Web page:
Join some relevant Yahoo Groups. You can network, meet other authors, learn a lot about how the industry and these communities are run – both good and bad!

One on One
Do you have a blog? Invite a friend over to feature their new book. They’ll hopefully invite you back and you’ll tap into a new circle of readers and potential friends.
Also, look for themes or topics to blog about that will (i) be of interest to your visitors and also (ii) will provoke replies. Readers like to engage.

You’ve met people. Now introduce them to your books!
Try to see it as introduction and information, rather than a hard sell. The book’s quality is what sells in the end – but there are lots of great books out there. This is all about letting readers know YOURS is also available.
*Use the Groups for promotion. See which ones offer Excerpt Days, gauge the amount of traffic to make sure you can make an effective contribution.
* Watch out for themed chats, set up specifically for your genre.
* Watch how other authors post and interact – then leap in yourself!

Promotional goodies
Promo gifts are optional (and fun!). You can send them out as prizes and/or take them to events. Run contests: offer free copies on release. The loss of $2 royalty is worth it to gain attention from new readers.

A touchy subject, I know! They can be great and they can be devastating, but they also represent ATTENTION. While people are reviewing, they’re reading, which means other people may want to as well. Share them!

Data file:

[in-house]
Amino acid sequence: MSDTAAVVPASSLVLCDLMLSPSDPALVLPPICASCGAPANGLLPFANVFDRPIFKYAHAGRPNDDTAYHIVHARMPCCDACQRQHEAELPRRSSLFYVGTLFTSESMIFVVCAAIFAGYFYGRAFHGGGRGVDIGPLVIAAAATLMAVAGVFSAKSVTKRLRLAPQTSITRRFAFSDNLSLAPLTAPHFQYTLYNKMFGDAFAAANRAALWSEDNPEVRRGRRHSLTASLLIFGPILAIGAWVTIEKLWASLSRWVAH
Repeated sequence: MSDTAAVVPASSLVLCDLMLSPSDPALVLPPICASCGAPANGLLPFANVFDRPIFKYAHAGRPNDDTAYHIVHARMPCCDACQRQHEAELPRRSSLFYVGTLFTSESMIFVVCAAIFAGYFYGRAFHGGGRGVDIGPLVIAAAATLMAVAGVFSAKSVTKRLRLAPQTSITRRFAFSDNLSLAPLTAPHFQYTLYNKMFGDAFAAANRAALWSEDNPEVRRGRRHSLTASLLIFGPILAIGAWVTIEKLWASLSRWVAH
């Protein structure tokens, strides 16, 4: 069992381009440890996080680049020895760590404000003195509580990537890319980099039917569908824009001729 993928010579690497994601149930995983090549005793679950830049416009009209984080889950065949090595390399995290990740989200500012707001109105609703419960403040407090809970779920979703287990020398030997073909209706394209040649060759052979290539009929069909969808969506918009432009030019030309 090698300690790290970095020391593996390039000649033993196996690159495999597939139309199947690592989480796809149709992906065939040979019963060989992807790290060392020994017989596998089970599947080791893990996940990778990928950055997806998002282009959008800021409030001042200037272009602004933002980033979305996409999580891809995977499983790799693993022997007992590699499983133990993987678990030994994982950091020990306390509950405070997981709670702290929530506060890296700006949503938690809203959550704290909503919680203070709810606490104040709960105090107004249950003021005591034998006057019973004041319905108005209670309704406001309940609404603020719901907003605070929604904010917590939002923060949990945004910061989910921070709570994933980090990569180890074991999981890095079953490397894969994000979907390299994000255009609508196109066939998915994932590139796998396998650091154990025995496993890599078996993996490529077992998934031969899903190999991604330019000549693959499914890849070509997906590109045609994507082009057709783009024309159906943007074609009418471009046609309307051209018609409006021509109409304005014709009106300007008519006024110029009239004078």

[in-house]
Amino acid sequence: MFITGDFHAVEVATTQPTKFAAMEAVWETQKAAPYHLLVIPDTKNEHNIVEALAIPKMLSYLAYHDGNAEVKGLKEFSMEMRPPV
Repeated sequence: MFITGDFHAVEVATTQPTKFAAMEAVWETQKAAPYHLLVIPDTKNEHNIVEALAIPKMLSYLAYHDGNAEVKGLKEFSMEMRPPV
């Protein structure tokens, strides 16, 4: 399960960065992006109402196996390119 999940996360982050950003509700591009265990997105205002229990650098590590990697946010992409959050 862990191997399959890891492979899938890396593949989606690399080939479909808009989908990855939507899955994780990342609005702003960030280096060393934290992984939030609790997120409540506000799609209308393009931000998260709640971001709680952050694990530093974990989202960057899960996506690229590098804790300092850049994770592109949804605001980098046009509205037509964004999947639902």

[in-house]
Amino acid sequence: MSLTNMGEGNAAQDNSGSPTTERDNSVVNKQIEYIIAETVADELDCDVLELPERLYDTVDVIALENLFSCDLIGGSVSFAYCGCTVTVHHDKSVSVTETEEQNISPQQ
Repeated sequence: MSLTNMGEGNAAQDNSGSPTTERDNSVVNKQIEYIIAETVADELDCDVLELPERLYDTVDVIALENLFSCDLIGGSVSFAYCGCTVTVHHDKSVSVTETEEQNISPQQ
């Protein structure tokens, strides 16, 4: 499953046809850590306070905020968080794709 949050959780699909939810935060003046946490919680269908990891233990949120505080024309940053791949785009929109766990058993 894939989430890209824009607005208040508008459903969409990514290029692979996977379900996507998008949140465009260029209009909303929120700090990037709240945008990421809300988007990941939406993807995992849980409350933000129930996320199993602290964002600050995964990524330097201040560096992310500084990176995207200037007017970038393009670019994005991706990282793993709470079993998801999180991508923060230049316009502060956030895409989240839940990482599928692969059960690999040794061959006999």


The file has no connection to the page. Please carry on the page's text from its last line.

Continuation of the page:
Keep in touch
Readers like to hear you’re still in the game between releases. Utilise a Coming Soon/WIP page on your website.

Quick wins
If we have product to offer but never emerge online, we may not sell much. However, if we spend all our time on the net, we’re unlikely to have any product to sell in the first place. So why not CHEAT a little?
*Post your news once but use feeds to other social media.
*Set up standard excerpts on Word, ready for a promo or chat day cut 'n paste.
*Make your signature standard. A strapline and a couple of website links is enough.
*Add your pen name on Google alerts. They’ll tell you if someone’s talking about your books anywhere on the net.
*Keep a note of potential blog topics for quick reference. Some publishers and genre groups like you to blog regularly.

Outing yourself
Some people don’t want – or can’t afford - their “real” persona to be available to all and sundry. Remember YOU’RE in charge of what you tell people. I do believe you can be friendly and cautious. And always try to be civil and generous. People remember bad behaviour for much longer than good.
Person v persona
It’s a big and definite step, moving from a personal online persona to a professional one. You must choose the best balance of your new life. Over the last few years online I’ve met some of the very best friends, learned a lot about publishing, expanded my life horizons like nobody’s business, and garnered plenty of writing inspiration. Enjoy your time in the spotlight and long may it continue!

Clare London 


FUTURE POSTS will cover:
Kindlegraph / the art of research / writing male/male romance / rejection and writer's block / building suspense / writing love scenes / anti-piracy strategies / audio books / interviews with editors and agents / using Calibre.
We welcome everyone's constructive comments and suggestions!